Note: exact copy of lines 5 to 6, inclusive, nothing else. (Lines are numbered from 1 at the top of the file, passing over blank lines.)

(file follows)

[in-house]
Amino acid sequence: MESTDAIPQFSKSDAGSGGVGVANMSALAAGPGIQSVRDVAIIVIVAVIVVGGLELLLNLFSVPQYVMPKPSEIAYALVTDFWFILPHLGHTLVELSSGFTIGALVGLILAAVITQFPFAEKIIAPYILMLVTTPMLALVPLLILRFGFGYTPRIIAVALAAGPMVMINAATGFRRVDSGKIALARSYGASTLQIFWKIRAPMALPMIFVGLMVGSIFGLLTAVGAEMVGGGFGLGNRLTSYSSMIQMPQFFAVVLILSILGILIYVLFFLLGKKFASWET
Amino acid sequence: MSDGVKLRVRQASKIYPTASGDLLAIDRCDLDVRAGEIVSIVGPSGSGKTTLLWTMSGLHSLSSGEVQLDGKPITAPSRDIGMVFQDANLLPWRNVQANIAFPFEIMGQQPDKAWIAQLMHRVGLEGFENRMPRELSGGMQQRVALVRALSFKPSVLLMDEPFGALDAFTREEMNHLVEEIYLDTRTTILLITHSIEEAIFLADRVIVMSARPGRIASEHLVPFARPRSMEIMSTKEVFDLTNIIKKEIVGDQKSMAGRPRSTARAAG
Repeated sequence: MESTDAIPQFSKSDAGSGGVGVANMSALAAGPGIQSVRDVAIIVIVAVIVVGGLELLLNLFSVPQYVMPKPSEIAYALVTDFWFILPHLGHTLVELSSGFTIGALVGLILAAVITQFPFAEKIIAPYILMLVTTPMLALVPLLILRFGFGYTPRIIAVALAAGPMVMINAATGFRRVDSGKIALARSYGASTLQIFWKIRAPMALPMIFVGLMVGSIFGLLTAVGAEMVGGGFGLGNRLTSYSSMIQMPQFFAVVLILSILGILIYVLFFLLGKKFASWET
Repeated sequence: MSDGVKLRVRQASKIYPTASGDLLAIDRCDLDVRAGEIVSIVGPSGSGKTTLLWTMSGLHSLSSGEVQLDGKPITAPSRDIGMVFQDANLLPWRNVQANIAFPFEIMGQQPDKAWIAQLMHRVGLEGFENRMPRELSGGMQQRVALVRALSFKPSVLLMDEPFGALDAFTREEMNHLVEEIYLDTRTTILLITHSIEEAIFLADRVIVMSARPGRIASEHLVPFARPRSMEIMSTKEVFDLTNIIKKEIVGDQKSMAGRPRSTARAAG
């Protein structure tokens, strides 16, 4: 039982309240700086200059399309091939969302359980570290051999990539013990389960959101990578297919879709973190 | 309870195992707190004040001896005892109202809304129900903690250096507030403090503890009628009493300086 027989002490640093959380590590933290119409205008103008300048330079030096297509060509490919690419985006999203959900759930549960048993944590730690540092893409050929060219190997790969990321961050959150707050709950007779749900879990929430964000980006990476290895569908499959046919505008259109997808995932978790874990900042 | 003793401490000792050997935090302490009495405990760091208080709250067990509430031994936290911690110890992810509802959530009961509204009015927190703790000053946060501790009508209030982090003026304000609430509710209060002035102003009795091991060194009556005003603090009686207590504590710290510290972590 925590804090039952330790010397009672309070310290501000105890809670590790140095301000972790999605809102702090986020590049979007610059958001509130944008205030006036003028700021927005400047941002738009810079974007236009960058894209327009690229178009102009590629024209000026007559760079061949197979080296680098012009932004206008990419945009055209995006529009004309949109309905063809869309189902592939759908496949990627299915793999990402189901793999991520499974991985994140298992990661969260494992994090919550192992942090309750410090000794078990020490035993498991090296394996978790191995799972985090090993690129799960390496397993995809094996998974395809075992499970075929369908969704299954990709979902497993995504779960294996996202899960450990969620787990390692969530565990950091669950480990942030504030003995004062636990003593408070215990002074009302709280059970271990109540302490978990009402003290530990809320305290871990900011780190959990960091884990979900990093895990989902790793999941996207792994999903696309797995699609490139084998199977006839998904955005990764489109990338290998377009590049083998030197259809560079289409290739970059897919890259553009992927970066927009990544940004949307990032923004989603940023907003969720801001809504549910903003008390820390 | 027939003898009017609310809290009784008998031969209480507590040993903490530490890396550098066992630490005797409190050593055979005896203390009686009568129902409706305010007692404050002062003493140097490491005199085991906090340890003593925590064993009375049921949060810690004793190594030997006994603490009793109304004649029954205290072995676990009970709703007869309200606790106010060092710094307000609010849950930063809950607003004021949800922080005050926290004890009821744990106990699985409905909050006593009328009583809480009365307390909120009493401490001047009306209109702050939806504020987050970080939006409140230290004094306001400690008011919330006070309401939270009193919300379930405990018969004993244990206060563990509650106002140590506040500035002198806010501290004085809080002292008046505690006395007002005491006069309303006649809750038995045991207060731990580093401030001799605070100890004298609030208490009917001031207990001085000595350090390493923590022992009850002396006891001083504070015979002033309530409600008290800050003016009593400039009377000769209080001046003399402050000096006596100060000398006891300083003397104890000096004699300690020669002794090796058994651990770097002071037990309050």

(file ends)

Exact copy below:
Repeated sequence: MSDGVKLRVRQASKIYPTASGDLLAIDRCDLDVRAGEIVSIVGPSGSGKTTLLWTMSGLHSLSSGEVQLDGKPITAPSRDIGMVFQDANLLPWRNVQANIAFPFEIMGQQPDKAWIAQLMHRVGLEGFENRMPRELSGGMQQRVALVRALSFKPSVLLMDEPFGALDAFTREEMNHLVEEIYLDTRTTILLITHSIEEAIFLADRVIVMSARPGRIASEHLVPFARPRSMEIMSTKEVFDLTNIIKKEIVGDQKSMAGRPRSTARAAG
């Protein structure tokens, strides 16, 4: 039982309240700086200059399309091939969302359980570290051999990539013990389960959101990578297919879709973190 | 309870195992707190004040001896005892109202809304129900903690250096507030403090503890009628009493300086 027989002490640093959380590590933290119409205008103008300048330079030096297509060509490919690419985006999203959900759930549960048993944590730690540092893409050929060219190997790969990321961050959150707050709950007779749900879990929430964000980006990476290895569908499959046919505008259109997808995932978790874990900042 | 003793401490000792050997935090302490009495405990760091208080709250067990509430031994936290911690110890992810509802959530009961509204009015927190703790000053946060501790009508209030982090003026304000609430509710209060002035102003009795091991060194009556005003603090009686207590504590710290510290972590 925590804090039952330790010397009672309070310290501000105890809670590790140095301000972790999605809102702090986020590049979007610059958001509130944008205030006036003028700021927005400047941002738009810079974007236009960058894209327009690229178009102009590629024209000026007559760079061949197979080296680098012009932004206008990419945009055209995006529009004309949109309905063809869309189902592939759908496949990627299915793999990402189901793999991520499974991985994140298992990661969260494992994090919550192992942090309750410090000794078990020490035993498991090296394996978790191995799972985090090993690129799960390496397993995809094996998974395809075992499970075929369908969704299954990709979902497993995504779960294996996202899960450990969620787990390692969530565990950091669950480990942030504030003995004062636990003593408070215990002074009302709280059970271990109540302490978990009402003290530990809320305290871990900011780190959990960091884990979900990093895990989902790793999941996207792994999903696309797995699609490139084998199977006839998904955005990764489109990338290998377009590049083998030197259809560079289409290739970059897919890259553009992927970066927009990544940004949307990032923004989603940023907003969720801001809504549910903003008390820390 | 027939003898009017609310809290009784008998031969209480507590040993903490530490890396550098066992630490005797409190050593055979005896203390009686009568129902409706305010007692404050002062003493140097490491005199085991906090340890003593925590064993009375049921949060810690004793190594030997006994603490009793109304004649029954205290072995676990009970709703007869309200606790106010060092710094307000609010849950930063809950607003004021949800922080005050926290004890009821744990106990699985409905909050006593009328009583809480009365307390909120009493401490001047009306209109702050939806504020987050970080939006409140230290004094306001400690008011919330006070309401939270009193919300379930405990018969004993244990206060563990509650106002140590506040500035002198806010501290004085809080002292008046505690006395007002005491006069309303006649809750038995045991207060731990580093401030001799605070100890004298609030208490009917001031207990001085000595350090390493923590022992009850002396006891001083504070015979002033309530409600008290800050003016009593400039009377000769209080001046003399402050000096006596100060000398006891300083003397104890000096004699300690020669002794090796058994651990770097002071037990309050």